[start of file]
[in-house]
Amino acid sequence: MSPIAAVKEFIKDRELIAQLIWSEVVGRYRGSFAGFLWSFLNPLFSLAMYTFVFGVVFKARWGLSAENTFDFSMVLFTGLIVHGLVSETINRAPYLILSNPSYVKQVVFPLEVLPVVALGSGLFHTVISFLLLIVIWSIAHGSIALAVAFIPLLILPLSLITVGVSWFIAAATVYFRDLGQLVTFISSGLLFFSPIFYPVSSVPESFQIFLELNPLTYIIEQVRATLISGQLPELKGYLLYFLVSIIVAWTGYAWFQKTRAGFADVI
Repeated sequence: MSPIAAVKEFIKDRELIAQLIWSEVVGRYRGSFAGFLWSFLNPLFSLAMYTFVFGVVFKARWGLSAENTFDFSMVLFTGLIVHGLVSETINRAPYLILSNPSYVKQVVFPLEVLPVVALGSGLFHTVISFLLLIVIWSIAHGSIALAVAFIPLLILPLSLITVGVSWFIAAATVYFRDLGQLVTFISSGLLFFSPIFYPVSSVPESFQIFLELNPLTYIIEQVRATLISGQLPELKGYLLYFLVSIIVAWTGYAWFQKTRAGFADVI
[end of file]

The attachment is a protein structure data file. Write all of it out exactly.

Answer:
[in-house]
Amino acid sequence: MSPIAAVKEFIKDRELIAQLIWSEVVGRYRGSFAGFLWSFLNPLFSLAMYTFVFGVVFKARWGLSAENTFDFSMVLFTGLIVHGLVSETINRAPYLILSNPSYVKQVVFPLEVLPVVALGSGLFHTVISFLLLIVIWSIAHGSIALAVAFIPLLILPLSLITVGVSWFIAAATVYFRDLGQLVTFISSGLLFFSPIFYPVSSVPESFQIFLELNPLTYIIEQVRATLISGQLPELKGYLLYFLVSIIVAWTGYAWFQKTRAGFADVI
Repeated sequence: MSPIAAVKEFIKDRELIAQLIWSEVVGRYRGSFAGFLWSFLNPLFSLAMYTFVFGVVFKARWGLSAENTFDFSMVLFTGLIVHGLVSETINRAPYLILSNPSYVKQVVFPLEVLPVVALGSGLFHTVISFLLLIVIWSIAHGSIALAVAFIPLLILPLSLITVGVSWFIAAATVYFRDLGQLVTFISSGLLFFSPIFYPVSSVPESFQIFLELNPLTYIIEQVRATLISGQLPELKGYLLYFLVSIIVAWTGYAWFQKTRAGFADVI